Understanding pain and suffering is important if you are filing a lawsuit for injuries after an accident. Knowing how these damages are calculated and what precisely these damages cover will help you better understand the value of your car accident case and the reason why it is so important to work with an attorney who can help you pursue these damages.
Ultimately, pain and suffering damages cover all of the physical, mental, and emotional effects of an injury rather than covering the financial harm (those damages are separate). Courts and insurance companies often calculate pain and suffering with one of two methods that either assigns a daily value for every day of pain and suffering or calculates them as a multiple of your other compensatory damages.
Contact the Mississippi car accident lawyers at Howe Law today by calling (844) 876-4357 for help with your injury case.
What Damages Are Included in “Pain and Suffering” in Mississippi
Before discussing the calculation methods, we should discuss what these damages are in the first place. The name “pain and suffering” is commonly used to discuss the damages you receive in an injury case because of the injury itself rather than the financial effects of the injury. These damages are also lumped together under the term “non-economic damages” in many cases.
Under Mississippi law, it might be more accurate to refer to damages as “special damages” or “general damages.” Special damages are those unique to the facts of the specific case, such as income lost after an injury. General damages are those that flow, generally, from the events, such as pain and suffering.
When lawyers say “pain and suffering,” they are often talking about a lot of experiences beyond just physical pain and mental suffering. Any emotional, mental, psychological, or personal effects can typically be included in this category, including things like emotional distress, mental anguish, and lost enjoyment of life. Mississippi’s code also includes a specific list of things that can be counted among the damages in claims for non-economic damages alongside pain and suffering.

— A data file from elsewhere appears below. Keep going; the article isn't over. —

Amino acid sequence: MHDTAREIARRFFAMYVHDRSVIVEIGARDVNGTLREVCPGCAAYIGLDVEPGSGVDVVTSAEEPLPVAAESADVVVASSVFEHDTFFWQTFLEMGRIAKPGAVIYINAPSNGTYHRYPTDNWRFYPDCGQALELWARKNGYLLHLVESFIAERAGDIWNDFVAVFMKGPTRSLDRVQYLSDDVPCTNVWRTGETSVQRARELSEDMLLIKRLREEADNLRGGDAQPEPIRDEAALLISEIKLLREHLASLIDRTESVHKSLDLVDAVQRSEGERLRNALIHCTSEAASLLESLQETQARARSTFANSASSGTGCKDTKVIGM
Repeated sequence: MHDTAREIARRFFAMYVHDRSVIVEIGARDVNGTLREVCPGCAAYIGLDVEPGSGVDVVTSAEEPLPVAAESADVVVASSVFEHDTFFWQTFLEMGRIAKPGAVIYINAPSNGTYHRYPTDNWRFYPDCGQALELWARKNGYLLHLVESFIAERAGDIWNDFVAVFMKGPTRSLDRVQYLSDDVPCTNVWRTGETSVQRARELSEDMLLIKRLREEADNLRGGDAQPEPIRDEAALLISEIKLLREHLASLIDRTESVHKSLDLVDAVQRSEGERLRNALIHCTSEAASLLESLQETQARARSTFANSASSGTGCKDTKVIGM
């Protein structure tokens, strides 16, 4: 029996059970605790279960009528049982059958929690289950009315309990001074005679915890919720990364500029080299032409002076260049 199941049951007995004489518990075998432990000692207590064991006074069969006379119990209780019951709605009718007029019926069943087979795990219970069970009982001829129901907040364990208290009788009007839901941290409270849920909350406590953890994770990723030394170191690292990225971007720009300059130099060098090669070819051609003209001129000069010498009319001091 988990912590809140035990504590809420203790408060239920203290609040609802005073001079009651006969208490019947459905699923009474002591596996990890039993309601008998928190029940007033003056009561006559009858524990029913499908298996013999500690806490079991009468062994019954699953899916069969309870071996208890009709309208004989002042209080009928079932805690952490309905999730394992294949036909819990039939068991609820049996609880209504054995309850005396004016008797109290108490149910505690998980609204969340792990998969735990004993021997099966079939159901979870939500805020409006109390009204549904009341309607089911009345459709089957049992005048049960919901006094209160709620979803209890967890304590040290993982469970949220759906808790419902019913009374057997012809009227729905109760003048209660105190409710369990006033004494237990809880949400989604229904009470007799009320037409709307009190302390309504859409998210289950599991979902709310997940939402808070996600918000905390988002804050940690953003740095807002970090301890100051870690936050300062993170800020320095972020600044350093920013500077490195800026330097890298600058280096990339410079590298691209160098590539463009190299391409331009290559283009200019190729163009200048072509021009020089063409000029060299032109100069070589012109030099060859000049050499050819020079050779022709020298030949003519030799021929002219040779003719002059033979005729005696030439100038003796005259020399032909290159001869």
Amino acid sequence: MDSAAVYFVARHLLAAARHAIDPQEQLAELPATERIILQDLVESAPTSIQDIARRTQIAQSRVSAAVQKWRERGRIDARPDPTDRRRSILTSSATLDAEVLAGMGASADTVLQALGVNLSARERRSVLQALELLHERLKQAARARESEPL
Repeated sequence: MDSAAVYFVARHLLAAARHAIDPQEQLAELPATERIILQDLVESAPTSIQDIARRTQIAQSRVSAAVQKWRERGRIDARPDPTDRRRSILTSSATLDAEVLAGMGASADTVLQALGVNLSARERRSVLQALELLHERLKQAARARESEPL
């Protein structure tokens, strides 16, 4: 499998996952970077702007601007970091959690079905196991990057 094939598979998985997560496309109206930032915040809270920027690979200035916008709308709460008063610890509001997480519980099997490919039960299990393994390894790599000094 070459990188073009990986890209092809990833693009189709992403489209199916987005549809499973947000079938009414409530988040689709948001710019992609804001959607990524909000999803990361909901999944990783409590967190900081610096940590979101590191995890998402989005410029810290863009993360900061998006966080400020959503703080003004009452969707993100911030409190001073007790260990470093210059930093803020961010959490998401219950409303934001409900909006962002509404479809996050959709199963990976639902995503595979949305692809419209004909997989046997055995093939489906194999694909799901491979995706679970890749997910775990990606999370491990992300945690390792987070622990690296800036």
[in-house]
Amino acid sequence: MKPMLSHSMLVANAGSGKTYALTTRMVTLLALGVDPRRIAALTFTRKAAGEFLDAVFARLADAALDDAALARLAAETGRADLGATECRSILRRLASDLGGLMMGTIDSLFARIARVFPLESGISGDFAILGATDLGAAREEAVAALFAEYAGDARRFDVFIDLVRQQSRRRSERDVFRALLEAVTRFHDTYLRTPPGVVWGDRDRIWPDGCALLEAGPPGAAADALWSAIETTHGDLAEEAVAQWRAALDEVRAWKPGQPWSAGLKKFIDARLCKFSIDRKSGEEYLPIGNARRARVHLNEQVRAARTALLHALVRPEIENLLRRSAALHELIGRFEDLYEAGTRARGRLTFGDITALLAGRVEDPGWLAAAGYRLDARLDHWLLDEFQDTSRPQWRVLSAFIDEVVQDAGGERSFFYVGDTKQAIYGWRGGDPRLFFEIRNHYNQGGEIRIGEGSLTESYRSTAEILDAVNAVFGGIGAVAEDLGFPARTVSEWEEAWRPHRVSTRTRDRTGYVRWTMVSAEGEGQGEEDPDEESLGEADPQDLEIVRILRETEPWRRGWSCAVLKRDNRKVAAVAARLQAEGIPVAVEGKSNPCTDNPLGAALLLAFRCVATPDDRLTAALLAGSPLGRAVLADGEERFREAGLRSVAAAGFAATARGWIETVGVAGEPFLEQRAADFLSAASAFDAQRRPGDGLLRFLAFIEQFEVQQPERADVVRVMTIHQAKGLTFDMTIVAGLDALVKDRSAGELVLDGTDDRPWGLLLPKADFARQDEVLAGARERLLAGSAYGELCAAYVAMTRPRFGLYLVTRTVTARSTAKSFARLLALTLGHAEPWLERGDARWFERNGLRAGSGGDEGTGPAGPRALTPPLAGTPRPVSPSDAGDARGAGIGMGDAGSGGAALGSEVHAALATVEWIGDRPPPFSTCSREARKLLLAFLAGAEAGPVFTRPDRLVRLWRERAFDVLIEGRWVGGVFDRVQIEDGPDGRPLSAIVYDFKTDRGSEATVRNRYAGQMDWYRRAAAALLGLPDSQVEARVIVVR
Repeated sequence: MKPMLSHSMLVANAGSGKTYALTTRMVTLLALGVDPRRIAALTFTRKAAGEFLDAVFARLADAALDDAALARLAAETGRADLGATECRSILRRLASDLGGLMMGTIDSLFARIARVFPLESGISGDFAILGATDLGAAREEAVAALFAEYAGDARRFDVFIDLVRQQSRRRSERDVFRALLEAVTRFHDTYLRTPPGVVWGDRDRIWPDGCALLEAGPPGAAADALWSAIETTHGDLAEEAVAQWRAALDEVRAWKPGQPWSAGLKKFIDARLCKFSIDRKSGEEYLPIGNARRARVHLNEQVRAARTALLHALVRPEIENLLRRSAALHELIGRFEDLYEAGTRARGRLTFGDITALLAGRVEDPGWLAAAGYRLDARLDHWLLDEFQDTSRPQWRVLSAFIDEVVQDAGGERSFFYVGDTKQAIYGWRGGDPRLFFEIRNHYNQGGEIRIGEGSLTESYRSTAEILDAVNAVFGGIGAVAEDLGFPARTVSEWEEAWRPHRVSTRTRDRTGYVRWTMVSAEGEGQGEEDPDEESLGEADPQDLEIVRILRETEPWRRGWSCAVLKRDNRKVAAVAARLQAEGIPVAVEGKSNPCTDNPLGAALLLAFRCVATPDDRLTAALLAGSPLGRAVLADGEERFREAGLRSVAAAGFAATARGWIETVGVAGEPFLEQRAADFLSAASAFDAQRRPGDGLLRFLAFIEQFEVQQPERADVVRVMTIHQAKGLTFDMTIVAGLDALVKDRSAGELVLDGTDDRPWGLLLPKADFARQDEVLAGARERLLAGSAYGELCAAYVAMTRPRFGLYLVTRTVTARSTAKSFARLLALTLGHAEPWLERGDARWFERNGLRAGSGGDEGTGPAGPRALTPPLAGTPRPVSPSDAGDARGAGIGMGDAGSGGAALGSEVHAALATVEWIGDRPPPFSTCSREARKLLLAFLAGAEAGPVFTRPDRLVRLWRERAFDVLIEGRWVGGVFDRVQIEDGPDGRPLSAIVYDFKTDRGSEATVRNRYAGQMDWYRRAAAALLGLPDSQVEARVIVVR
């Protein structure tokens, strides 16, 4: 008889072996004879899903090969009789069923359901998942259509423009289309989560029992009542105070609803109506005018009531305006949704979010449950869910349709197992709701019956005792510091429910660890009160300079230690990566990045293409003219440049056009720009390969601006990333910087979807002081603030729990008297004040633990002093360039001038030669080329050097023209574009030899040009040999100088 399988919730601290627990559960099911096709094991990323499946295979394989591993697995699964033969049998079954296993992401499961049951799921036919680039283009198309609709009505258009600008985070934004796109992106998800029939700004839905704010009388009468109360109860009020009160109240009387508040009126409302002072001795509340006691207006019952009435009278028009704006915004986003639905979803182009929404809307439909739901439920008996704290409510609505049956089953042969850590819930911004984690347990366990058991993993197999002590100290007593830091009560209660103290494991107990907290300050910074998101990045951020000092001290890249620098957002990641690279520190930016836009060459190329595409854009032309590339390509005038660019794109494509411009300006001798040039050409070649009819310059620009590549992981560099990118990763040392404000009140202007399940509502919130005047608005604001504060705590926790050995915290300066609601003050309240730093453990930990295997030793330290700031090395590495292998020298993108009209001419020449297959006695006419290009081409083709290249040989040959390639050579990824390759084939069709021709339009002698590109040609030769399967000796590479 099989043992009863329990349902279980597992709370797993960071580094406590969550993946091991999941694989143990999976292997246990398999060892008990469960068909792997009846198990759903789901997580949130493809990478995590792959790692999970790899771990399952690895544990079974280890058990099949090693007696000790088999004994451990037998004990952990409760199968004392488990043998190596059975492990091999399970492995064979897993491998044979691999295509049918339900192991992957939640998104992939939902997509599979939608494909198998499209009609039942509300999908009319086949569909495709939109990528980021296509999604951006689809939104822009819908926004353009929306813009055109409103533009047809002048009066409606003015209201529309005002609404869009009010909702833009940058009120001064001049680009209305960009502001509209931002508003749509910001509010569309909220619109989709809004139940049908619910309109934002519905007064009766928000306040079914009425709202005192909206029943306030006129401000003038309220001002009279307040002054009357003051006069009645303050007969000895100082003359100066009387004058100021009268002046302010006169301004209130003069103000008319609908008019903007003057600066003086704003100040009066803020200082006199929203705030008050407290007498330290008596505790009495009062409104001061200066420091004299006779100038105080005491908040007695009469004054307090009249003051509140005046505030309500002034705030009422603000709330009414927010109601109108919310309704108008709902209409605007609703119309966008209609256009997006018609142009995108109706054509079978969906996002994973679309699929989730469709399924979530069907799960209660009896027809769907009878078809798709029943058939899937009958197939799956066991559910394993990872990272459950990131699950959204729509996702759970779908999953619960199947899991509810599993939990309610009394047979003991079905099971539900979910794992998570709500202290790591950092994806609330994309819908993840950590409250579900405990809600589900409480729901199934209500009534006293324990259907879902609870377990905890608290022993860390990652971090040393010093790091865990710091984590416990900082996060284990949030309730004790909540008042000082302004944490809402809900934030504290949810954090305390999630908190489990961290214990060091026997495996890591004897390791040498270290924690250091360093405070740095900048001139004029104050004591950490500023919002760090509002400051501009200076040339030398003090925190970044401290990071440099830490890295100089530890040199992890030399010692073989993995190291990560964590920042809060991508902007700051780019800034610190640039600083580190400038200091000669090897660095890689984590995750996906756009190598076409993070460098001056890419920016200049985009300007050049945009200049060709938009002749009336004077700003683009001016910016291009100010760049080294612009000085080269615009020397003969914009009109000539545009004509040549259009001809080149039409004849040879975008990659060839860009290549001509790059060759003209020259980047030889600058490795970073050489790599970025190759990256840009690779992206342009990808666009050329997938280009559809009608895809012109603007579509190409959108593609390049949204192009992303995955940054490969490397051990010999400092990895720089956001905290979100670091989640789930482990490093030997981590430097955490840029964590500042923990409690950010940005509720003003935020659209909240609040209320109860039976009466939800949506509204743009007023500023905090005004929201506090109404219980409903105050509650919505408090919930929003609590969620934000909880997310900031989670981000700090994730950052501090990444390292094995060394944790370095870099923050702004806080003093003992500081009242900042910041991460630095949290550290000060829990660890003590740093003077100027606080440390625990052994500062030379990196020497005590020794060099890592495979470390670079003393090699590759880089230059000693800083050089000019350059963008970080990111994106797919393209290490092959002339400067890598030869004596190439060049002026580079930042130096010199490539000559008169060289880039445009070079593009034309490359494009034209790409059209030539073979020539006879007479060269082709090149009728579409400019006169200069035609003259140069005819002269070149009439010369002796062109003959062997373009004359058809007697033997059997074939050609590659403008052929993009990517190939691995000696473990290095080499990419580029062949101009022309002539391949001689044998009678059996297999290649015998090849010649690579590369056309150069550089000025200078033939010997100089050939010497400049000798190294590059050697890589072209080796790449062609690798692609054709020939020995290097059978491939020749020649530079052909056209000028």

Many times, damages are also paid specifically for lost abilities, such as in the case of an athlete who can no longer play their sport because of an injury. It can also include damages for scarring and disfigurement, which can be especially higher for young people, unmarried people, and women. All in all, there are many kinds of damages that can be accounted for under “pain and suffering,” and many victims will need their Mississippi personal injury lawyer to review their case to determine which damages they can raise their pain and suffering claim for.
Calculating the Value of Pain and Suffering Damages
Now that you know what damages can go into the pain and suffering calculation, you can better understand how these damages are calculated.
Proving Pain and Suffering
As these damages typically have no clear dollar value or price attached to them, and there are no receipts or statements listing how much they cost, proof of these damages comes in the form of testimony. Generally, victims can testify about their own experience, doctors can testify about the victim’s recovery, therapists can testify about the victim’s mental and psychological journey, and loved ones can testify about how the victim’s life has changed because of the injury. All in all, this evidence helps prove that these damages exist and gives a general scale of “how bad” the damages are, but it still does not give us a specific value.